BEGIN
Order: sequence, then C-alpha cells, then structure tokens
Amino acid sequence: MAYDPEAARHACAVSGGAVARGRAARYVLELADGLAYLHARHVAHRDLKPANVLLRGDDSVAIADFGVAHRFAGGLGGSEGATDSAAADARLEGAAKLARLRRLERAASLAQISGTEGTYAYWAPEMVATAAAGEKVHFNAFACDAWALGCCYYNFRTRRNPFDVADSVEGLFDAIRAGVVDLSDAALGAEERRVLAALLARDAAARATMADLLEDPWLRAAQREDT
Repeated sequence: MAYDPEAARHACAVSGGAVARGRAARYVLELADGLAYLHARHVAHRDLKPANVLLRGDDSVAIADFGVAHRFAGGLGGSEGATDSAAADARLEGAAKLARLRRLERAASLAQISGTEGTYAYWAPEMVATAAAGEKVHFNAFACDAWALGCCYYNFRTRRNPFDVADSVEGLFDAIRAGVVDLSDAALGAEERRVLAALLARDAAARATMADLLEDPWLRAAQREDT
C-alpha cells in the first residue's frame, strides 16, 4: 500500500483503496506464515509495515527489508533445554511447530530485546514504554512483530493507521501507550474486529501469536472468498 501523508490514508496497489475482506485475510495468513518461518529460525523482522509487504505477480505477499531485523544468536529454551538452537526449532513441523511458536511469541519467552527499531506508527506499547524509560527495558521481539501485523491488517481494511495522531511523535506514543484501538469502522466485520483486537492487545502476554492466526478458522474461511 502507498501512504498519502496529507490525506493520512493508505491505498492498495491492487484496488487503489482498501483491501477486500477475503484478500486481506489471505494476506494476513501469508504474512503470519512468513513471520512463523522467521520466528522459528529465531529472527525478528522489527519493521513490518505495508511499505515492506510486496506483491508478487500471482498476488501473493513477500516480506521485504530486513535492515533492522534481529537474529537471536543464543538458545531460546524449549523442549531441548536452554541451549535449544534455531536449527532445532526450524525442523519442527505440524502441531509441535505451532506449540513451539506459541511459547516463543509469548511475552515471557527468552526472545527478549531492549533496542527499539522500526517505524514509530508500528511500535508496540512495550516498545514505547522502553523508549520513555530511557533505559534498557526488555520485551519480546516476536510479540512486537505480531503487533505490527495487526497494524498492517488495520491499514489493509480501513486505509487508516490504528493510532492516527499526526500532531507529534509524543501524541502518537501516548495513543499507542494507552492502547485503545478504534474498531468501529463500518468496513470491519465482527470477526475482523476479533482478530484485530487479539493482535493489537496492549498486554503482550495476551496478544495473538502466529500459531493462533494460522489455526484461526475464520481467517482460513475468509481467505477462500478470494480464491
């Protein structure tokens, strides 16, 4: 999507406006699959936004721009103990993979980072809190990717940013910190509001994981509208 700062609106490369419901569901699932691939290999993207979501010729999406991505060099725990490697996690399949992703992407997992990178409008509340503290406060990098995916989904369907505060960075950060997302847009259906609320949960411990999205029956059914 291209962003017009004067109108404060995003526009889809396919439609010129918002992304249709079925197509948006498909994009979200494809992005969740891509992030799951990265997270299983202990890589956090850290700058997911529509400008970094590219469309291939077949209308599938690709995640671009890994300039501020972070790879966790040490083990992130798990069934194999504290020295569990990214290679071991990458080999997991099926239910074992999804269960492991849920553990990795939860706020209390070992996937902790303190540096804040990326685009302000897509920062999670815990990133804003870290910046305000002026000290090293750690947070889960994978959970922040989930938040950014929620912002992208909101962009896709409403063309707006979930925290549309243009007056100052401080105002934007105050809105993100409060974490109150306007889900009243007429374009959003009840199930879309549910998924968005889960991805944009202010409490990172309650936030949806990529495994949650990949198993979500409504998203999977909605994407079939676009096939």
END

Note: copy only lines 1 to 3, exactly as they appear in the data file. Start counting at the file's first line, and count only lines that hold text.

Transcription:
Order: sequence, then C-alpha cells, then structure tokens
Amino acid sequence: MAYDPEAARHACAVSGGAVARGRAARYVLELADGLAYLHARHVAHRDLKPANVLLRGDDSVAIADFGVAHRFAGGLGGSEGATDSAAADARLEGAAKLARLRRLERAASLAQISGTEGTYAYWAPEMVATAAAGEKVHFNAFACDAWALGCCYYNFRTRRNPFDVADSVEGLFDAIRAGVVDLSDAALGAEERRVLAALLARDAAARATMADLLEDPWLRAAQREDT
Repeated sequence: MAYDPEAARHACAVSGGAVARGRAARYVLELADGLAYLHARHVAHRDLKPANVLLRGDDSVAIADFGVAHRFAGGLGGSEGATDSAAADARLEGAAKLARLRRLERAASLAQISGTEGTYAYWAPEMVATAAAGEKVHFNAFACDAWALGCCYYNFRTRRNPFDVADSVEGLFDAIRAGVVDLSDAALGAEERRVLAALLARDAAARATMADLLEDPWLRAAQREDT